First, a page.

Next to judge is a moderately worn Wheat Cent in "Fine" condition. Many dates in this grade are valued quite high, notably the early mint marked issues. This remains an important grade to judge carefully. A quick pass to see if your coin is the "fine" grade is to check the reverse. If some of the parallel lines at the ends of the stalk are visible it is worth taking a closer look.


  • Hair has only scattered wear on high points, most curls remain recognizable
  • Cheek and jaw are visibly flattened, however still separated
  • A flat area has emerged above Lincoln's ear


  • A few of the lines at the ends of the wheat stalk have blended, to grade your coin as "fine" many of these lines must remain separated
  • Grains of wheat are now flat but distinct
  • A subtle point, there is a fullness to the wheat ears

Good Condition

Grading Obverse Good Condition Lincoln Wheat Penny
Grading Reverse Good Condition Lincoln Wheat Penny

Grading Lincoln Wheat pennies and setting aside those with a full to partially separated cheek and jaw finds the better condition and value coins. However, once a coin becomes worn to just an outline of the major details its condition is in the "Good" grade range. This coin is an example of a nice "good" condition Lincoln cent.


  • Details of Lincoln's portrait have merged from an area above his ear through the cheek and jaw
  • Hair definition is confined to the top of his head
  • Major folds in coat are all that remain, higher reliefs have flattened


  • All lines at ends of stalks have merged
  • Most of the wheat grains are now missing; if an occasional detail is visible your coin is solid for the grade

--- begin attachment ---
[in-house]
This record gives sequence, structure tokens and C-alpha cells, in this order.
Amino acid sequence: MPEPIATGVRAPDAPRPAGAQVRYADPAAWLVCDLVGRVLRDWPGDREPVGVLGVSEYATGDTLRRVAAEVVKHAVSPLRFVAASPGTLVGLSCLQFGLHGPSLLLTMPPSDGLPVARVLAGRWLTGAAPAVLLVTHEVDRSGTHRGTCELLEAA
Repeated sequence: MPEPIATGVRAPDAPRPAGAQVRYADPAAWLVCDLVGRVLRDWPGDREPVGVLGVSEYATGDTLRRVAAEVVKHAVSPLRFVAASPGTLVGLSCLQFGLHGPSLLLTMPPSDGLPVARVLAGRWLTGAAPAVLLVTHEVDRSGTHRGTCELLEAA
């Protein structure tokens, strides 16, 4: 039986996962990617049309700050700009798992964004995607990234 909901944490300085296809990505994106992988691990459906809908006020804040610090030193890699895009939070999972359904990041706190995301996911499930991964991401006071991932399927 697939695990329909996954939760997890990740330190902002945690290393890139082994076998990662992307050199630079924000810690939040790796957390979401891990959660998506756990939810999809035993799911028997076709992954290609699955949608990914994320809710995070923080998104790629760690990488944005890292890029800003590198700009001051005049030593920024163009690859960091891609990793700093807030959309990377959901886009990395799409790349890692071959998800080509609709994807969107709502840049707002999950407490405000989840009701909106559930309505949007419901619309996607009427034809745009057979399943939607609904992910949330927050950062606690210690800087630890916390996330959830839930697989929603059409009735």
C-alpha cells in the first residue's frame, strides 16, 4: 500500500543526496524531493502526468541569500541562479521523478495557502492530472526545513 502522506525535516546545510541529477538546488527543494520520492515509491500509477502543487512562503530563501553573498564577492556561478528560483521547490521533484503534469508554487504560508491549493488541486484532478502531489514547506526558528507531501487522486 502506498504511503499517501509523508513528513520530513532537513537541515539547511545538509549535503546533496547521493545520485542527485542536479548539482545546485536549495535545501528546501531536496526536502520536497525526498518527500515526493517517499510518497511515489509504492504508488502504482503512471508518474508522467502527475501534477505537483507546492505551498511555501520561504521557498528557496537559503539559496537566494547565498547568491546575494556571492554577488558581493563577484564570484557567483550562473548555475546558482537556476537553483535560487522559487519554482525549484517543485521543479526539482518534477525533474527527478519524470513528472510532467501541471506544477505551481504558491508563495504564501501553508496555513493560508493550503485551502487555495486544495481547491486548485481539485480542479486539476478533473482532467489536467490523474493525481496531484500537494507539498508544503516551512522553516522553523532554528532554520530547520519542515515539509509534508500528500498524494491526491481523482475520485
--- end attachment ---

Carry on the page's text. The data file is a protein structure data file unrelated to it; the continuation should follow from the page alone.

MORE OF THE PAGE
• All lettering is distinct; however some blending with the rim at the top is possible

Accurate Grading Lincoln Wheat Pennies = Value

Grading Lincoln Wheat pennies is essential, although admittedly - tedious. Persistence on your part, especially if dealing with a large quantity of coins, does pay dividends. In today's market, any wheat cent dated prior to 1940 is worth a second look.

Grading Old Pennies | Video Series

Visit the in-depth penny grading videos, combined with enlarged images and detailed descriptions. Dates and mintmarks on the coins are only part of penny value. Follow the steps to grading condition and it leads to how much your coins are worth, accurately.

Lincoln Penny Value | On the Rise

Finding better quality, lightly worn Wheat pennies with most of the original detail remaining is a challenge. Few were spared heavy use. Combine the scarcity of nice examples and serious collectors wishing to add these to their collections and Lincoln penny value in top condition is strong.

Coin Values Discovery pulls together... Grading Lincoln Wheat Pennies and...

All old US coin values. Use this page as a starting point, it is an excellent index with images and text links to all coin series, from Cents to Gold. Value charts, grading images and descriptions uncover not only Lincoln penny value but, how much in total, your box of old coins is worth.